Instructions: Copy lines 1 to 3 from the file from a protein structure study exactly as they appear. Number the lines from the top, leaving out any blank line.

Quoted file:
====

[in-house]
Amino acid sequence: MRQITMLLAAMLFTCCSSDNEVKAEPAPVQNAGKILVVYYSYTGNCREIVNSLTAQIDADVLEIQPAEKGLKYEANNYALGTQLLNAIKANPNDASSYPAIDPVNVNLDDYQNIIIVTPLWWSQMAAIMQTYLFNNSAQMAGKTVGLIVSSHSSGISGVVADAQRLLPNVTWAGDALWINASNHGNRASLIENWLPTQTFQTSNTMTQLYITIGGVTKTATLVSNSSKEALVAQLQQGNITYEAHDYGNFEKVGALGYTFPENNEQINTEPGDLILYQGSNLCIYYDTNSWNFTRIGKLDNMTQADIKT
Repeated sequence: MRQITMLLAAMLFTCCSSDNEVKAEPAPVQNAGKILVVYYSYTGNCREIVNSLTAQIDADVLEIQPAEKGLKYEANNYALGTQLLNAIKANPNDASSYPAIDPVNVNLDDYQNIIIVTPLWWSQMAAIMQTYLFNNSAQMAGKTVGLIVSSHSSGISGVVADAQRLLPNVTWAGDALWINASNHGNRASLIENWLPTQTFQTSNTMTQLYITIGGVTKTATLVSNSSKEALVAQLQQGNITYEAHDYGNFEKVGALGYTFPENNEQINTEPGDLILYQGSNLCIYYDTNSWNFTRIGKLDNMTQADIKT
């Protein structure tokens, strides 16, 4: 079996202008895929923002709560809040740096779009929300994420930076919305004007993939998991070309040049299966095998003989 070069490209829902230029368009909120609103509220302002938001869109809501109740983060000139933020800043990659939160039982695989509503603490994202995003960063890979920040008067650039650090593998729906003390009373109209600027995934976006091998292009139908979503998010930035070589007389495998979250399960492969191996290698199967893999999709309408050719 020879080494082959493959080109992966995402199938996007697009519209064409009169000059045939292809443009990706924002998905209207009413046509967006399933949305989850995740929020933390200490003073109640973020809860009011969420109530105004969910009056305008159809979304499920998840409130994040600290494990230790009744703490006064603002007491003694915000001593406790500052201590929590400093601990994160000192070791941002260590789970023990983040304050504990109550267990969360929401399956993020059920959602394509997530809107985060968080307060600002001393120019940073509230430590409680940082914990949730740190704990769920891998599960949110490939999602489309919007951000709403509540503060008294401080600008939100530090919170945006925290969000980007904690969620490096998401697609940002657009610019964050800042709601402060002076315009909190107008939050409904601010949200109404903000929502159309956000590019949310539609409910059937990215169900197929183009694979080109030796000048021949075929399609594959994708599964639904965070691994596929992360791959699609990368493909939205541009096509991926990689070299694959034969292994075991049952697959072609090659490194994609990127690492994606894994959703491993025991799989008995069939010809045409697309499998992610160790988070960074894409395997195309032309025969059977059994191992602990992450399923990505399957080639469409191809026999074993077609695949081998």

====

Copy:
[in-house]
Amino acid sequence: MRQITMLLAAMLFTCCSSDNEVKAEPAPVQNAGKILVVYYSYTGNCREIVNSLTAQIDADVLEIQPAEKGLKYEANNYALGTQLLNAIKANPNDASSYPAIDPVNVNLDDYQNIIIVTPLWWSQMAAIMQTYLFNNSAQMAGKTVGLIVSSHSSGISGVVADAQRLLPNVTWAGDALWINASNHGNRASLIENWLPTQTFQTSNTMTQLYITIGGVTKTATLVSNSSKEALVAQLQQGNITYEAHDYGNFEKVGALGYTFPENNEQINTEPGDLILYQGSNLCIYYDTNSWNFTRIGKLDNMTQADIKT
Repeated sequence: MRQITMLLAAMLFTCCSSDNEVKAEPAPVQNAGKILVVYYSYTGNCREIVNSLTAQIDADVLEIQPAEKGLKYEANNYALGTQLLNAIKANPNDASSYPAIDPVNVNLDDYQNIIIVTPLWWSQMAAIMQTYLFNNSAQMAGKTVGLIVSSHSSGISGVVADAQRLLPNVTWAGDALWINASNHGNRASLIENWLPTQTFQTSNTMTQLYITIGGVTKTATLVSNSSKEALVAQLQQGNITYEAHDYGNFEKVGALGYTFPENNEQINTEPGDLILYQGSNLCIYYDTNSWNFTRIGKLDNMTQADIKT